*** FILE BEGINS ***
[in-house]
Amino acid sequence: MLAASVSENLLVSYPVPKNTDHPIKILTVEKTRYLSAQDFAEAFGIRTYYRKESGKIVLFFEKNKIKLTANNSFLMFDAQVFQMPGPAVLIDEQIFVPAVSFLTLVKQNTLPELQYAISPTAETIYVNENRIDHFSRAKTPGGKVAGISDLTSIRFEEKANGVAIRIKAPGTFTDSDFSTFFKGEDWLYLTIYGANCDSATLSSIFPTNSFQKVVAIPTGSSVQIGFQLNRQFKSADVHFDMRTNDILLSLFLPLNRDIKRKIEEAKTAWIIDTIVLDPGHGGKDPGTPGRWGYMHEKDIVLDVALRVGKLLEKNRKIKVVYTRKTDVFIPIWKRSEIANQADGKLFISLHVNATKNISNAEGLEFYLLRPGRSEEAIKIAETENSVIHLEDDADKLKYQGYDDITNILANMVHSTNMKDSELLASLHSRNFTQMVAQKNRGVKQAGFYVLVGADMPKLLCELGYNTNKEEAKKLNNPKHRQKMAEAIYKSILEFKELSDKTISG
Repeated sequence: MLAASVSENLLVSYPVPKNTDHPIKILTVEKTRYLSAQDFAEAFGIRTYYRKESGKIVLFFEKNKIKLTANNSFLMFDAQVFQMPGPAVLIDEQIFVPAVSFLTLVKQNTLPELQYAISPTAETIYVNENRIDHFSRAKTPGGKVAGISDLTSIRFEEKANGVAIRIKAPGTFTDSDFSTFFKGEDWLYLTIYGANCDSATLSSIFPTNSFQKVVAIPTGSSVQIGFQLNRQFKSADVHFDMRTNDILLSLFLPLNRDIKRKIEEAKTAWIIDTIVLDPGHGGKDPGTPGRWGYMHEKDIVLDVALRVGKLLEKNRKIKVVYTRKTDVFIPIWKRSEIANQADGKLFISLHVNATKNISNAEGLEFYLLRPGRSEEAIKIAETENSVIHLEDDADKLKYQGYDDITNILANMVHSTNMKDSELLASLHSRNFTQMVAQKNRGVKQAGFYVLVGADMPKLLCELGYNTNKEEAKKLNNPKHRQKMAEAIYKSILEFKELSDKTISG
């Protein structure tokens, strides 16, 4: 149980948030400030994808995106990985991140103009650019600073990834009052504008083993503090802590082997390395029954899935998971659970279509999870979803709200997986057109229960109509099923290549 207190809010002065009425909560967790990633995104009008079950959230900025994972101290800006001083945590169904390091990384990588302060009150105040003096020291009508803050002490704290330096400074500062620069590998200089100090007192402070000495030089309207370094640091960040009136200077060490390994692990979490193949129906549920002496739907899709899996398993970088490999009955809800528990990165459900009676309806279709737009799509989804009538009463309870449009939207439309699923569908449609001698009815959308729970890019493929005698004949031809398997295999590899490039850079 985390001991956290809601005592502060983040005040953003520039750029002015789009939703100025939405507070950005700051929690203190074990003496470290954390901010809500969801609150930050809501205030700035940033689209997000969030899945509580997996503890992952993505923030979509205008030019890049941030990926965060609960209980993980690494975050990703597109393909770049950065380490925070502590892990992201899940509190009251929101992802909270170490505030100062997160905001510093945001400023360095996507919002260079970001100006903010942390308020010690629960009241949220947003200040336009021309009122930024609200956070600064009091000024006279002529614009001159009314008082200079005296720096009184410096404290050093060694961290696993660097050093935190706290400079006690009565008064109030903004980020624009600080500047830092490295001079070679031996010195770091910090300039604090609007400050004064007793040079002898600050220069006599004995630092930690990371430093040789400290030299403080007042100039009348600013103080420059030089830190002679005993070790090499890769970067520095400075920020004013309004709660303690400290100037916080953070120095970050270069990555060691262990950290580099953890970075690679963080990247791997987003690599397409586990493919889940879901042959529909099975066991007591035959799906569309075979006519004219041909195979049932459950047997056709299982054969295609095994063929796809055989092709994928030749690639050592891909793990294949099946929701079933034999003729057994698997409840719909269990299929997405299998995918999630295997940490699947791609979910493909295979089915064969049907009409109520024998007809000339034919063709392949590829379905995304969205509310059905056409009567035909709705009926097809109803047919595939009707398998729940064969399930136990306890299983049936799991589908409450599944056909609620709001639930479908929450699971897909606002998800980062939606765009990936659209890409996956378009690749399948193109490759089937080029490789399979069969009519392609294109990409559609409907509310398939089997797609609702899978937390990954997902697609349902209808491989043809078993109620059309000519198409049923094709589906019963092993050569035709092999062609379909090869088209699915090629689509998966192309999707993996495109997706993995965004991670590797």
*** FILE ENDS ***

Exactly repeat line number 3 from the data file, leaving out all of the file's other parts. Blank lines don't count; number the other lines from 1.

Repeated sequence: MLAASVSENLLVSYPVPKNTDHPIKILTVEKTRYLSAQDFAEAFGIRTYYRKESGKIVLFFEKNKIKLTANNSFLMFDAQVFQMPGPAVLIDEQIFVPAVSFLTLVKQNTLPELQYAISPTAETIYVNENRIDHFSRAKTPGGKVAGISDLTSIRFEEKANGVAIRIKAPGTFTDSDFSTFFKGEDWLYLTIYGANCDSATLSSIFPTNSFQKVVAIPTGSSVQIGFQLNRQFKSADVHFDMRTNDILLSLFLPLNRDIKRKIEEAKTAWIIDTIVLDPGHGGKDPGTPGRWGYMHEKDIVLDVALRVGKLLEKNRKIKVVYTRKTDVFIPIWKRSEIANQADGKLFISLHVNATKNISNAEGLEFYLLRPGRSEEAIKIAETENSVIHLEDDADKLKYQGYDDITNILANMVHSTNMKDSELLASLHSRNFTQMVAQKNRGVKQAGFYVLVGADMPKLLCELGYNTNKEEAKKLNNPKHRQKMAEAIYKSILEFKELSDKTISG